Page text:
0

I got behind in my program because of illness. My university says it's ok for me to have extra time, but the department head of my program doesn't like this because he thinks all students must get a certain time. He wants to cut my funding, which would force me out of the program. He doesn't even care that right now I am doing good work. He just wants me gone. He spreads false rumors about me to other professors. The graduate director does nothing and says it is not his place.

My adviser likes me, but I don't think he is willing to always stand up to the department head. It is late in my program and I can not start over at another university. Thank you for your advice.

Edit: Getting behind was not my fault and my adviser knew of my illness. How can I persuade the department head that he should forget about my illness and let me work now so I can finish?

  • 1. What do the university rules say about the situation where a student gets behind because of illness? 2. When you say "extra time," do you mean extra time and extra funding? Did the university say it's OK for you to have extra time and the proportionate extra funding? 3. Is the department head able to unilaterally cut your funding? You say he "wants" to but he presumably has not done so yet. – user72102 Sep 6 '17 at 20:02
  • @user1310503 The university says extra funding is ok too but they cannot force the department head. I need funding to continue. He has funding but he does not want to give it to me. – user113878 Sep 6 '17 at 20:18
  • Have you contacted the department head to inform him about your situation during or after your illness? – koalo Sep 6 '17 at 21:34
  • 4
    My sympathies for your situation. At StackExchange, we need a specific question to answer, and your post does not give one. Even if you add "what should I do?" that is too broad, you need to specify what you want the outcome to be. I.e. "what should I do to achieve X?" – user2390246 Sep 7 '17 at 12:50
  • 1
    Vote to close as "unclear what you're asking" exactly as what @user2390246 says. – scaaahu Sep 7 '17 at 13:06
7

Have you considered reaching out to your office of the Ombudsman/woman? Often times, they serve as the official/unofficial mediator when it comes to conflicts within an organization.

  • How would an Ombudsman stop the crazy behavior of the department head? There is no conflict, he just wants me gone. – user113878 Sep 6 '17 at 19:54
  • 4
    @user113878 - because they can show the department head the discrepancy between university policy and their actions in an authoritative fashion. – Jon Custer Sep 6 '17 at 19:57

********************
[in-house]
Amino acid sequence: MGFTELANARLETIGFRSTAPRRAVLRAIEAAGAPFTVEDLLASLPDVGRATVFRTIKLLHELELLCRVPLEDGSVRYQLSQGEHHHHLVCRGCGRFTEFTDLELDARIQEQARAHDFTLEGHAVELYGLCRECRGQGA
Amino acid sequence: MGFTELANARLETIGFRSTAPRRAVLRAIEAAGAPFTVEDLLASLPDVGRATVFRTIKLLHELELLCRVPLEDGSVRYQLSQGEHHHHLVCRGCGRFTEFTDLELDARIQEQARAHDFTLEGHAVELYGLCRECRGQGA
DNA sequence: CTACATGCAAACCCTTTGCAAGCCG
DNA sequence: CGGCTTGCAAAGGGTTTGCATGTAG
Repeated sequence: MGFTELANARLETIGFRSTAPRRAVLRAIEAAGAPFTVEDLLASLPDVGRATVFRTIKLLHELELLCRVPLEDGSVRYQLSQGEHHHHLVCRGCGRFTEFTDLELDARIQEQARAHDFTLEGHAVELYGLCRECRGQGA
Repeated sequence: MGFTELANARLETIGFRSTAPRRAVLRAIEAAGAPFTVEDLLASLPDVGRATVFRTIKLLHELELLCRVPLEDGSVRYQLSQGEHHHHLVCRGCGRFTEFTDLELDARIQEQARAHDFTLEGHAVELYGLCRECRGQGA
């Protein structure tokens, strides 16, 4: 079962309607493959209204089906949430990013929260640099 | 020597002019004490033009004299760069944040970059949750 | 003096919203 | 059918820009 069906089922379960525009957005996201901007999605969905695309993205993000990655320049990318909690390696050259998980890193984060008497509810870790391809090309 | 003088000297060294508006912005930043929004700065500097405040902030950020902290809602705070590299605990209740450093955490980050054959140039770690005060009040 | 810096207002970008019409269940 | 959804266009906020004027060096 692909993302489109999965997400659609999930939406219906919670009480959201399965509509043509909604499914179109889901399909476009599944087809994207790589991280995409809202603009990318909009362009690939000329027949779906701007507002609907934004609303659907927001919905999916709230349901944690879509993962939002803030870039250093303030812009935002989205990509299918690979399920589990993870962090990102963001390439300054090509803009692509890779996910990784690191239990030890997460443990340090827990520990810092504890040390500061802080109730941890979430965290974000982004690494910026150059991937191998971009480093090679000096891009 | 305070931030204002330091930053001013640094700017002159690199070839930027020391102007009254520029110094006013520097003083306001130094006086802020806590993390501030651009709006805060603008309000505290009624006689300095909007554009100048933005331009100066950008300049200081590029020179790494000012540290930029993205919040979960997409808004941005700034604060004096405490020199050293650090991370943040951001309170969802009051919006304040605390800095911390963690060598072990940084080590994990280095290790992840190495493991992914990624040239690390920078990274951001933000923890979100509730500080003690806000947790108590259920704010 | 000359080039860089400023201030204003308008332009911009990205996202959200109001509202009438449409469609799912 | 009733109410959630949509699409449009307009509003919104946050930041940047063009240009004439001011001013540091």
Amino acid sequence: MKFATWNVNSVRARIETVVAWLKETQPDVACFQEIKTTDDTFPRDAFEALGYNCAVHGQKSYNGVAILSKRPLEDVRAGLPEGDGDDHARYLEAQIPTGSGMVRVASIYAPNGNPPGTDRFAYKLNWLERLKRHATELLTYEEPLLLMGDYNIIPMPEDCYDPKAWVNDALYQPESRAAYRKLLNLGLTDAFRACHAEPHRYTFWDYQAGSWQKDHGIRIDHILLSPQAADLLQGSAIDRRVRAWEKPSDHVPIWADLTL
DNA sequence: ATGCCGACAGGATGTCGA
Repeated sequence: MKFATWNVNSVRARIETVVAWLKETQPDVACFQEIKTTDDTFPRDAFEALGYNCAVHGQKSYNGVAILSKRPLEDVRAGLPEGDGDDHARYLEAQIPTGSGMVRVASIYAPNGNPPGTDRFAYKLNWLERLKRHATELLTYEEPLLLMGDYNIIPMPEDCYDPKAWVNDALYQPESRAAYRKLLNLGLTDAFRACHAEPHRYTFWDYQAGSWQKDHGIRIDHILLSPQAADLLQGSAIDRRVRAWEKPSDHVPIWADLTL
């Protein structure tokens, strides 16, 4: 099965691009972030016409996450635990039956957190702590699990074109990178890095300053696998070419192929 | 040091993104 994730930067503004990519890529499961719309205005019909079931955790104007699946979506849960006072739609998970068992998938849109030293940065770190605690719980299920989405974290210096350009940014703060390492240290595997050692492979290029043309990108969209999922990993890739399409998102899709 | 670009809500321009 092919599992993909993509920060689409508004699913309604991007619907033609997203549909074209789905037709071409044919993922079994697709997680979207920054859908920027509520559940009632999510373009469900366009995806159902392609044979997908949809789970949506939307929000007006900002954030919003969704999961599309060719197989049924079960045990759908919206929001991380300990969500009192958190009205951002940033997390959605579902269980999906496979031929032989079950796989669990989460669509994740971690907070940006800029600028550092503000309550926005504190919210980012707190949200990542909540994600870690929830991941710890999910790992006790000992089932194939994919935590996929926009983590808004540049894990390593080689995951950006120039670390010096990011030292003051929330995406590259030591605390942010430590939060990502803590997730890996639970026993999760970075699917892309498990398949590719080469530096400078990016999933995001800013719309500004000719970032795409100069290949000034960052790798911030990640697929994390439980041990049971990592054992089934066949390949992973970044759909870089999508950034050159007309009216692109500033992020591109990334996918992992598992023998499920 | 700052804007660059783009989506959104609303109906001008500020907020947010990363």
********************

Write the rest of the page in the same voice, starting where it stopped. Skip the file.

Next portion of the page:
• @JonCuster I think policy is that the department head can do what he wants. – user113878 Sep 6 '17 at 20:17
  • 5
    @user113878 - in the US at least there are tools such as university policy and state and federal law that may come in to play. Find them out and use them. Particularly if missing time was a result of medical issues. Between you and an ombuds you may be able to shake the right branch to get a realization that there is a potentially serious legal liability. – Jon Custer Sep 6 '17 at 20:27
  • @JonCuster Thank you for the suggestion. I will check. – user113878 Sep 6 '17 at 22:10
0

in line with the previous answer, yes you should appeal, but if you truly have a department head as opposed to chair, you might have difficulty. At least in the US, heads wield much discretionary power while chairs serve as advocates. This may be partially why the graduate director isn't helping much. Why not make a candid, private, personal appeal to your head? It's often the case that people can be softened when you become a person rather than just another student. Come armed with evidence of all you've done and reiterate your intention to graduate.

  • 2
    At least in the US, heads wield much discretionary power while chairs serve as advocates. This is entirely institution-dependent in my experience. At my undergrad, the department head did indeed wield a significant amount of power. At my current uni, the department head is more of an administrative role -- individual faculty members tend to wield as much (sometimes more, depending on the situation) power as the head does. Part of this might just be due to personalities, but I suspect it really does depend on the university/department. – tonysdg Sep 7 '17 at 2:20

Not the answer you're looking for? Browse other questions tagged or ask your own question.